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Vanderbilt University School of Medicine Basic Sciences has launched the Center for Applied Artificial Intelligence in Protein Dynamics, which is focused on the intersection of artificial intelligence, machine learning and macromolecular mechanism. It will be led by Hassane Mchaourab, who holds the Louise B. McGavock Chair in the Department of Molecular Physiology and Biophysics.
Proteins are one of the most important macromolecules of biology, and they often change shape to carry out their biological functions. To develop therapeutic treatments that work on them, researchers first must understand their three-dimensional structures and how they work in the body. Recent AI algorithms, such as AlphaFold, have revolutionized the field of protein structure prediction and design, representing a first wave of AI-based methods that already are working to provide transformative tools for helping understand protein networks.
“We are living in an exciting time where we have both immense data and computational tools to make discoveries in structural biology at a speed that was inconceivable before,” said John Kuriyan, dean of the School of Medicine Basic Sciences. “Leveraging these emerging tools through the Center of Applied AI in Protein Dynamics, while synergizing with existing expertise across Vanderbilt and Vanderbilt University Medical Center, has the potential for driving breakthroughs that could broadly impact human health.”
Recent publications, including from Mchaourab and Jens Meiler, research professor of chemistry, successfully leveraged AI methods to capture proteins in the shape-shifting act. These contributions, published in the journals PNAS, PLOS Computational Biology and eLife, offer new information on the mechanisms of genetic diseases and expand available approaches to the discovery of therapeutics.
At its outset, the center will recruit experts in AI and machine learning to adapt and create computational approaches to develop an understanding of protein energy landscapes that mediate shape changes; leverage new information to identify new drug candidates more precisely; develop graduate training programs in AI-centric computational protein structure and dynamics; and conduct outreach programs that increase awareness of AI’s role in shaping society. The programs include bringing the latest AI into Nashville schools, especially for students from underrepresented minorities in STEM who may have limited exposure to AI.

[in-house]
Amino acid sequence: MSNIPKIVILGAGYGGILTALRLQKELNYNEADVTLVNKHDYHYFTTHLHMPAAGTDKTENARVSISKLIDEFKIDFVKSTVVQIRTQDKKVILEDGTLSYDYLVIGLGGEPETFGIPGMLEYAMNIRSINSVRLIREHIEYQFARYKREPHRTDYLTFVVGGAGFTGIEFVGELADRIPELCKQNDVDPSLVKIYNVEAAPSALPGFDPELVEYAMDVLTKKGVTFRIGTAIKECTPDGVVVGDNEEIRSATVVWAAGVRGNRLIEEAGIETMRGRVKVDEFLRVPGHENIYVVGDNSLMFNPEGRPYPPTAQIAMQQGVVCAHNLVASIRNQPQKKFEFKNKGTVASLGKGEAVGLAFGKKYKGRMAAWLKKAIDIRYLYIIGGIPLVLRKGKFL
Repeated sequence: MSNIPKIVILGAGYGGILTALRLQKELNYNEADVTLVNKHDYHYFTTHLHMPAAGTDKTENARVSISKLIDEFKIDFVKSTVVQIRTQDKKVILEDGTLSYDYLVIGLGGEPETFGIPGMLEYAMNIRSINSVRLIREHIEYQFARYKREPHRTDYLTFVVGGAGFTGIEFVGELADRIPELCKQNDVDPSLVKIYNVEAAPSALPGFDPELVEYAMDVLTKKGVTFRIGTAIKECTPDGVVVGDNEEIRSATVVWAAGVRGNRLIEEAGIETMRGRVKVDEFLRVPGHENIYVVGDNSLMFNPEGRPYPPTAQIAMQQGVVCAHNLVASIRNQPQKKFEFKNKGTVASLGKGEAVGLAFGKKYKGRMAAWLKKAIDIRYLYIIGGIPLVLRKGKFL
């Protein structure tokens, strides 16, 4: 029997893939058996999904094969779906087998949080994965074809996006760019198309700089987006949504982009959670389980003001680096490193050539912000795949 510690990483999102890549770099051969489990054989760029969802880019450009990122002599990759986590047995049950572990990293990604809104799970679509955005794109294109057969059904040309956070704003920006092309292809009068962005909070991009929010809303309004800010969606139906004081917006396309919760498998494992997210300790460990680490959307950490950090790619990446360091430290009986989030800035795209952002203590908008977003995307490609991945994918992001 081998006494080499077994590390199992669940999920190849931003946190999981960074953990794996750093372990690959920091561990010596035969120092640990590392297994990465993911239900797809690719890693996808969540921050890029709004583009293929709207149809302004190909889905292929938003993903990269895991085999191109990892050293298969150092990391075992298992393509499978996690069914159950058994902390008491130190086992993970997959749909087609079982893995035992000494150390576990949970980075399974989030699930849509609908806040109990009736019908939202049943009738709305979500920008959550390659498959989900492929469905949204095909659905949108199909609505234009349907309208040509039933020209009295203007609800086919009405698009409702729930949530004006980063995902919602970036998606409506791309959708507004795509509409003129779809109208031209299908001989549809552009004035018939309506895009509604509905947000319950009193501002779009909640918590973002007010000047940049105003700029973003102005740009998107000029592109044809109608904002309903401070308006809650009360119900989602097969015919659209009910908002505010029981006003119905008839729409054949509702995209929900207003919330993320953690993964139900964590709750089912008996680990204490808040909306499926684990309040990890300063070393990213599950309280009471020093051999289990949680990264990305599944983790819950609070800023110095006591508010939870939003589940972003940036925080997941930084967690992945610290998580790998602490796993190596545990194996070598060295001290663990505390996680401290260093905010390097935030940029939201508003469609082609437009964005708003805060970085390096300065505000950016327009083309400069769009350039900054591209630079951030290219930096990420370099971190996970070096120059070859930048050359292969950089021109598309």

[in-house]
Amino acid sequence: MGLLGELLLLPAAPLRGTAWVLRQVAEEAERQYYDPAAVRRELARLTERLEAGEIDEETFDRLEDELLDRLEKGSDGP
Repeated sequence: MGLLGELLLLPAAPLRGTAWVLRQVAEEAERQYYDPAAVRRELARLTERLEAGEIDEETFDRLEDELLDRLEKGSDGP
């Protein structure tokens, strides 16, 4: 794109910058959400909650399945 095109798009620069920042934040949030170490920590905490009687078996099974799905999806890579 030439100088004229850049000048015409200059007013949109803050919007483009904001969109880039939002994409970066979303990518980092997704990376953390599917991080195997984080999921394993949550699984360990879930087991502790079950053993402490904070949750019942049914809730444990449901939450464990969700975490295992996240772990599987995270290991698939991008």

The center will include faculty in the protein structure and dynamics subspace of emerging AI technologies. It will train students and postdoctoral fellows affiliated with the School of Medicine Basic Sciences, the Data Science Institute, the College of Arts and Science, the School of Engineering and VUMC.
“We live in a protein-based world. When things go right, they go right because your proteins are working correctly. And when things go wrong, it is usually because something is wrong with one or more of your proteins,” said Charles Sanders, vice dean of the School of Medicine Basic Sciences who holds the Aileen M. Lange and Annie Mary Lyle Chair in Cardiovascular Research and is president of the Protein Society. “This is why 99 percent of all drugs target proteins.”
Mchaourab founded the Program in the Molecular Basis of Genetic Diseases in collaboration with Meiler and Tony Capra. The program, which will be folded into the new center, investigates the links among genetic mutations, protein function and the way disease presents in a patient.
“The amazing advances in AI and machine learning that are transforming human communication are also being used to understand and design biological machinery. We can ‘write’ with the language of the genetic code,” said Mchaourab, whose research is focused on illuminating the principles that govern protein dynamics. “This area of our work in the Center for Applied AI in Protein Dynamics has unlimited possibility to improve human health.”